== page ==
Afghan security forces inspect the site of a U.S. airstrike in Kunduz on Thursday.AP

Fighting continues in the northern Afghan city of Kunduz on Thursday after government forces said they retook the city seized by the Taliban this week.

Afghan forces, who were confined to the city’s airport, launched an overnight counteroffensive to take back Kunduz. The BBC said they were aided by NATO special forces and U.S. air support. Tolo News, a private news channel, reported the Afghan troops were “assisted by U.S. forces” and coalition air support. Afghan military officials told local media hundreds of Taliban insurgents were killed.

A Taliban spokesman denied the city has fallen, insisting their “flag is still flying.”

The fighting is expected to continue until the Taliban can be pushed out of Kunduz city as well as the province of the same name that the group controls.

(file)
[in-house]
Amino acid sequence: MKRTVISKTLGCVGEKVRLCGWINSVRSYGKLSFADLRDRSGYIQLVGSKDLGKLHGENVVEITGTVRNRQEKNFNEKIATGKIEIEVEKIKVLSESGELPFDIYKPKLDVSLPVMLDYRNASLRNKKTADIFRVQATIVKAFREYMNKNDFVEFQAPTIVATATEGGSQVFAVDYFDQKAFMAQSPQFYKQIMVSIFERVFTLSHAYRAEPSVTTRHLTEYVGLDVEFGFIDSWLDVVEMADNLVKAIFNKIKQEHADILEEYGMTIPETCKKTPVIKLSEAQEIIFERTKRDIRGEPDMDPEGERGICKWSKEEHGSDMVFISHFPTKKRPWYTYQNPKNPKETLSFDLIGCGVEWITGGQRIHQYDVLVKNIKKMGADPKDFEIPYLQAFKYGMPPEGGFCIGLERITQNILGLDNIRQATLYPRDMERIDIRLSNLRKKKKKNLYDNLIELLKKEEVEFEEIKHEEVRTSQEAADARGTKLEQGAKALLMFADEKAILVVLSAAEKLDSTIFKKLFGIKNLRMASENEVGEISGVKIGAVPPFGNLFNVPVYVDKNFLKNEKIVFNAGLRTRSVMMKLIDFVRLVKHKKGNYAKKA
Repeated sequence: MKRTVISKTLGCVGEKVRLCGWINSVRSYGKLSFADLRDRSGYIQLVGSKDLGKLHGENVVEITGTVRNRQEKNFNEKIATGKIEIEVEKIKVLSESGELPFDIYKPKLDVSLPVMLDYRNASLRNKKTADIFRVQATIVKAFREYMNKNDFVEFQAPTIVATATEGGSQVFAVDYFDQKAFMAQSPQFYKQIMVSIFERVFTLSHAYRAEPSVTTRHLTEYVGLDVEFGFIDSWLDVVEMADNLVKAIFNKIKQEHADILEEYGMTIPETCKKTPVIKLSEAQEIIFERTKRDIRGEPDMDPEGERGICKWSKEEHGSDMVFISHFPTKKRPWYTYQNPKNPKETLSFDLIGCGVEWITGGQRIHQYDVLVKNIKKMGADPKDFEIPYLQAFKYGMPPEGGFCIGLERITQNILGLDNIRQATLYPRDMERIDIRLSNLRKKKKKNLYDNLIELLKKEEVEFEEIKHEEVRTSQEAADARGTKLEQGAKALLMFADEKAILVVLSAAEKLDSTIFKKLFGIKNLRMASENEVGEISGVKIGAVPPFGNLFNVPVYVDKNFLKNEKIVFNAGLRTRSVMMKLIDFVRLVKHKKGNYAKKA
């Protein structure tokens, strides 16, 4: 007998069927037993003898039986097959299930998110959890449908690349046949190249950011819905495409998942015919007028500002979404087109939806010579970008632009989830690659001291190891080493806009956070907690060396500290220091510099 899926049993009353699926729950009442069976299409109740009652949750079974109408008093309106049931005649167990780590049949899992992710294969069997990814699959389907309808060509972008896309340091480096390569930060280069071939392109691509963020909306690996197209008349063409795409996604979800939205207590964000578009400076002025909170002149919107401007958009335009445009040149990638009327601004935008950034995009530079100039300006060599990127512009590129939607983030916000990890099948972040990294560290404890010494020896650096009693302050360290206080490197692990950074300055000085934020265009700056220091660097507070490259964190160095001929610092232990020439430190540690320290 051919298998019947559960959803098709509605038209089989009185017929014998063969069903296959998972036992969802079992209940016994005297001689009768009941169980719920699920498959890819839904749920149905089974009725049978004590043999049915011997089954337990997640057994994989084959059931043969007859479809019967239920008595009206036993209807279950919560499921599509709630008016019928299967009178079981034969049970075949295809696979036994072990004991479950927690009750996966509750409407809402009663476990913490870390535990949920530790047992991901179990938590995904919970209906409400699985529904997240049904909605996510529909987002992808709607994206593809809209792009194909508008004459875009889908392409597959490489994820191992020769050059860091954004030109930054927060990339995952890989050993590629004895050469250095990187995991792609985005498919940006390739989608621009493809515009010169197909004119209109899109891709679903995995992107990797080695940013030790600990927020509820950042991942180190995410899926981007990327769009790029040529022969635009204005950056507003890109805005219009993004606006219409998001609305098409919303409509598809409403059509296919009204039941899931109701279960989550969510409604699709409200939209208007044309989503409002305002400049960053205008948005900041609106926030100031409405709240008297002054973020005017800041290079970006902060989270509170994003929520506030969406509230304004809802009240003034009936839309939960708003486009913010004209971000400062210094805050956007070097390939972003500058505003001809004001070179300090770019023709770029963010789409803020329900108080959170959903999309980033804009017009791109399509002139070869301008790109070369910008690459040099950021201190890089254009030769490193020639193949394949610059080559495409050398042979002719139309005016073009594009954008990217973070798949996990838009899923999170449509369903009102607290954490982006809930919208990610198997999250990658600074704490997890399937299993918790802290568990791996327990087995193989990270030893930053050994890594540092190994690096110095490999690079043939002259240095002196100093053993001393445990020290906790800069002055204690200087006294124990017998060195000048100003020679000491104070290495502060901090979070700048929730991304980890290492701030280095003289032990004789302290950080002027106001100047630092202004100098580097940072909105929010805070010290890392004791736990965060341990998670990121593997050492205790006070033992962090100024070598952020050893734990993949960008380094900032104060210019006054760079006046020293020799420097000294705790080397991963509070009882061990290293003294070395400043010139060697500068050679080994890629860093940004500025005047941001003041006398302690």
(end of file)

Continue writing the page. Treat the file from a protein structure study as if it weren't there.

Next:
Tolo News also reported that Afghan military reinforcements were fighting their way to Kunduz along the highway from Baghlan in order to secure the city. The reinforcements are about 30 miles away from the city and are coming under heavy fire from the Taliban. They are also being slowed by ambushes as well as landmines.

After besieging the city of Kunduz for months, the Taliban took control of it this week, giving the group its biggest prize since it was toppled from power after the U.S.-led invasion of Afghanistan in 2001. The northern city is not only an important transportation hub, it was also the Taliban’s northern stronghold before the U.S. invasion.

The Taliban’s victory was seen as a major boost for the group, but also a significant embarrassment for President Ashraf Ghani, who marked one year in office this week. Ghani is trying to bring security to Afghanistan a year after U.S. and NATO troops left the country.

We want to hear what you think about this article. Submit a letter to the editor or write to letters@theatlantic.com.